By David Martin, President and CEO of VeinInnovations
Anyone who’s been treated at a hospital knows how important nurses are, and what a large role they play in tending a patient’s needs. A shortage began in 1998 and eased, ironically, as unemployment rose during the recession. Nurses found themselves in need of income, and those who worked part time, or not at all, returned to full-time work. Shortage worries haven’t been assuaged; the median age of a nurse is 46 years, and the largest group of nurses are in their fifties.
In 2025, the nursing shortage in the United States is projected to grow to 260,000. The Affordable Care Act increases the insured population by 32 million people. According to the 2012 US Census, citizens aged 45 and older compose 39.4% of the overall population. The Boomers are getting old, and so are the nurses!
Reasons for the nurse shortage begin at the school level. Nurses will soon retire in droves; nursing professors are doing the same thing. In the last year, more than 76,000 qualified applicants were turned away from nursing school, largely because those schools did not have enough professors to keep them. The “pipeline,” if you will, of nurses must remain strong, but we’re already having trouble doing that. Faculty members in nursing schools usually need a PhD – less than one percent of all nurses have their doctorate. Pay makes a difference, too. Professors are paid only half of what practicing nurses earn.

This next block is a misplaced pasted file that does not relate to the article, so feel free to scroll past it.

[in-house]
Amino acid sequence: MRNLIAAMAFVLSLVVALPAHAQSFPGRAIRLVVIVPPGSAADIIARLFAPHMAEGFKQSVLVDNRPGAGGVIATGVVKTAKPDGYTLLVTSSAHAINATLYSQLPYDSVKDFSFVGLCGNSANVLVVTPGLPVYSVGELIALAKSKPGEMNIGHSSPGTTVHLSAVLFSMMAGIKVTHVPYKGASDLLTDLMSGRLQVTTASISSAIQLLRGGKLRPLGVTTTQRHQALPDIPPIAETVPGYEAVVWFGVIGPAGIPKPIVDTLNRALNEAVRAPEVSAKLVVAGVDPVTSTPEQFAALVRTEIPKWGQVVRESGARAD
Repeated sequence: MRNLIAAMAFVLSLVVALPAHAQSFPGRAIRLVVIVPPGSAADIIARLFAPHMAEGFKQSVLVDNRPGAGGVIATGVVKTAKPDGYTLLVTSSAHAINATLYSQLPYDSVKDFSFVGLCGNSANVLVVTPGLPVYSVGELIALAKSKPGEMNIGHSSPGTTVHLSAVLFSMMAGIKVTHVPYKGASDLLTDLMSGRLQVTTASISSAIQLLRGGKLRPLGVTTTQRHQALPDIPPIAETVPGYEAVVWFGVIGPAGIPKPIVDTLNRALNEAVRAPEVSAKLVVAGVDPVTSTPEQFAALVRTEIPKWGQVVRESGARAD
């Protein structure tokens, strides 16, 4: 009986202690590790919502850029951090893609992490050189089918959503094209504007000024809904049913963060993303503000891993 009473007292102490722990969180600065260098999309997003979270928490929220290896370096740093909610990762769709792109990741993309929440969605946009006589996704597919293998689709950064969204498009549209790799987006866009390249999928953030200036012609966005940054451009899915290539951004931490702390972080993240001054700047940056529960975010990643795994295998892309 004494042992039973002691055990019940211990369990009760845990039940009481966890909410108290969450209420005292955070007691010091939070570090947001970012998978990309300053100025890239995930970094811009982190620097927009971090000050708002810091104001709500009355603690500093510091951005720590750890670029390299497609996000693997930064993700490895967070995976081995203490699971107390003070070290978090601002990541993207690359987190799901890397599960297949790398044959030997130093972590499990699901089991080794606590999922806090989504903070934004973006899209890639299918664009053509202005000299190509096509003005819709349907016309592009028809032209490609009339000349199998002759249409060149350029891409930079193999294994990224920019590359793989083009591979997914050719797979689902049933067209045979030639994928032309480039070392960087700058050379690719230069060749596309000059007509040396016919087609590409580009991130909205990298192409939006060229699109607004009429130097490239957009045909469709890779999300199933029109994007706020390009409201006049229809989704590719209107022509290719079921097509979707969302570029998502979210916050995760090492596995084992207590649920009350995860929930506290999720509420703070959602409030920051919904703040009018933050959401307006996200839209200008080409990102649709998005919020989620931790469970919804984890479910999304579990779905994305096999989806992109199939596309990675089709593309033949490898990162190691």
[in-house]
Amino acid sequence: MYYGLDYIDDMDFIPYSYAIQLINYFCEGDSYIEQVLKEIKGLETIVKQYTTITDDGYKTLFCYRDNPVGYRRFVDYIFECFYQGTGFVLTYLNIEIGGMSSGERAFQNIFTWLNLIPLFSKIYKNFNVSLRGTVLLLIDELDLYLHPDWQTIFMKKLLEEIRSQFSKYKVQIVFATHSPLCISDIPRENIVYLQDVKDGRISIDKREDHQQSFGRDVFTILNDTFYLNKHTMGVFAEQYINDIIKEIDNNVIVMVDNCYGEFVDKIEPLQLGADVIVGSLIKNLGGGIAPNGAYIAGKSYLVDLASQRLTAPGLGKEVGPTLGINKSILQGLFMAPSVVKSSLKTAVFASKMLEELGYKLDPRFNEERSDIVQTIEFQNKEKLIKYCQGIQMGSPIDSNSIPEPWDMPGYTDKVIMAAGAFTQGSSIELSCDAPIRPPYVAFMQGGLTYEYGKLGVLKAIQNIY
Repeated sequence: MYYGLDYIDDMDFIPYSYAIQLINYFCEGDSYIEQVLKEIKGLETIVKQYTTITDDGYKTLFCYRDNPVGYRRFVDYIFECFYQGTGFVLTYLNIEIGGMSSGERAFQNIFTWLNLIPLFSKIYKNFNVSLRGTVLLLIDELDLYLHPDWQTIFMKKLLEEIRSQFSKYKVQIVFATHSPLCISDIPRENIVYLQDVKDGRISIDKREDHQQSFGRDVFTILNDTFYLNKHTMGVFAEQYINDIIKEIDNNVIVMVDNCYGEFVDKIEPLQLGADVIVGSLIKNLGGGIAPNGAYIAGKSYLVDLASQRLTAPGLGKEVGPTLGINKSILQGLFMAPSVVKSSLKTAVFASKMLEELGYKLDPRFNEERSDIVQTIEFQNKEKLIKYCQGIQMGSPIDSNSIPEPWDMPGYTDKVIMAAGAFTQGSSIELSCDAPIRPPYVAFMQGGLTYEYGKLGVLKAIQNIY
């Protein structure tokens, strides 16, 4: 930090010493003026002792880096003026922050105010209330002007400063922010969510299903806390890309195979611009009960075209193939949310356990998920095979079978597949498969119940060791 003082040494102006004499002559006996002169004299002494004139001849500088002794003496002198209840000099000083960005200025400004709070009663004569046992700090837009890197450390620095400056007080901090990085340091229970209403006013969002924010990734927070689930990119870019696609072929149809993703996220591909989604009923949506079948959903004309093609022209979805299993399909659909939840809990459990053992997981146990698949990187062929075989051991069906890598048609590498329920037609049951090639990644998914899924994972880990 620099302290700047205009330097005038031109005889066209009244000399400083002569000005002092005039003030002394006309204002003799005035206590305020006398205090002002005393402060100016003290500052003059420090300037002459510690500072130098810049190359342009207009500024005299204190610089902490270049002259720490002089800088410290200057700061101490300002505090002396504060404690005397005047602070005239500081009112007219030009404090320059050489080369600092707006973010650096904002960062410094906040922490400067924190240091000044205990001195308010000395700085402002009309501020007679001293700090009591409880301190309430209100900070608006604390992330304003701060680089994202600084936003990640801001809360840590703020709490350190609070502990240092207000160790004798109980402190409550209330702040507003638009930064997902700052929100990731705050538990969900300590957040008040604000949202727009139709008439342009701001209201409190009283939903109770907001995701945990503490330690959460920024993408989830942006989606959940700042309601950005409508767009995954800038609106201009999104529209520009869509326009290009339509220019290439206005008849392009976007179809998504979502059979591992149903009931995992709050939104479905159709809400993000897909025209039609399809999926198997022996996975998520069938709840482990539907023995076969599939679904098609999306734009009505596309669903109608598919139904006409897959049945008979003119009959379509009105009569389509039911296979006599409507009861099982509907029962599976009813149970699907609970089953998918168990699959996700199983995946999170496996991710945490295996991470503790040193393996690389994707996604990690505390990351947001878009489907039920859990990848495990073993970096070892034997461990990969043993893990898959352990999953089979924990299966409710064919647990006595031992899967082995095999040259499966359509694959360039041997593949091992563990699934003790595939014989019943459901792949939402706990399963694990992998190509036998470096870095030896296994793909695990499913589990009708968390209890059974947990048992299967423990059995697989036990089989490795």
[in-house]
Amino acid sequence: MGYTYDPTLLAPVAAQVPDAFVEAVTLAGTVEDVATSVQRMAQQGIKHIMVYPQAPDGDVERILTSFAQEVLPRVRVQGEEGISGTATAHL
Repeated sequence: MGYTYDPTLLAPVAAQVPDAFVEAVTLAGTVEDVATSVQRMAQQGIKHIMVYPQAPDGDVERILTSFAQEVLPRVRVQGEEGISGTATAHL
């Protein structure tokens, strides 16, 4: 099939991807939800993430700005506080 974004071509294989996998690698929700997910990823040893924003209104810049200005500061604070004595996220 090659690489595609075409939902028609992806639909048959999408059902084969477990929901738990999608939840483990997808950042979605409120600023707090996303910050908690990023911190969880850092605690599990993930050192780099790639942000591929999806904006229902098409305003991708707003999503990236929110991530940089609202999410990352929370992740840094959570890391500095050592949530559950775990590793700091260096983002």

Work conditions for nurses in hospitals are harsh, stressful, and exhausting. Hospitals are suffering in the recession, too, and as budgets are cut, the number of nurses on the floor shrinks. Caring for more patients than they can handle leads to job dissatisfaction as nurses become emotionally strained. Imagine constant paranoia that you’ve missed something critical because you were taking care of too many patients. High patient-to-nurse ratios lead to increased rates of infections and lowers overall patient care quality.
Next week, I’ll discuss what is being done to combat nursing shortages, and what can be done to raise the retention rates of existing nurses.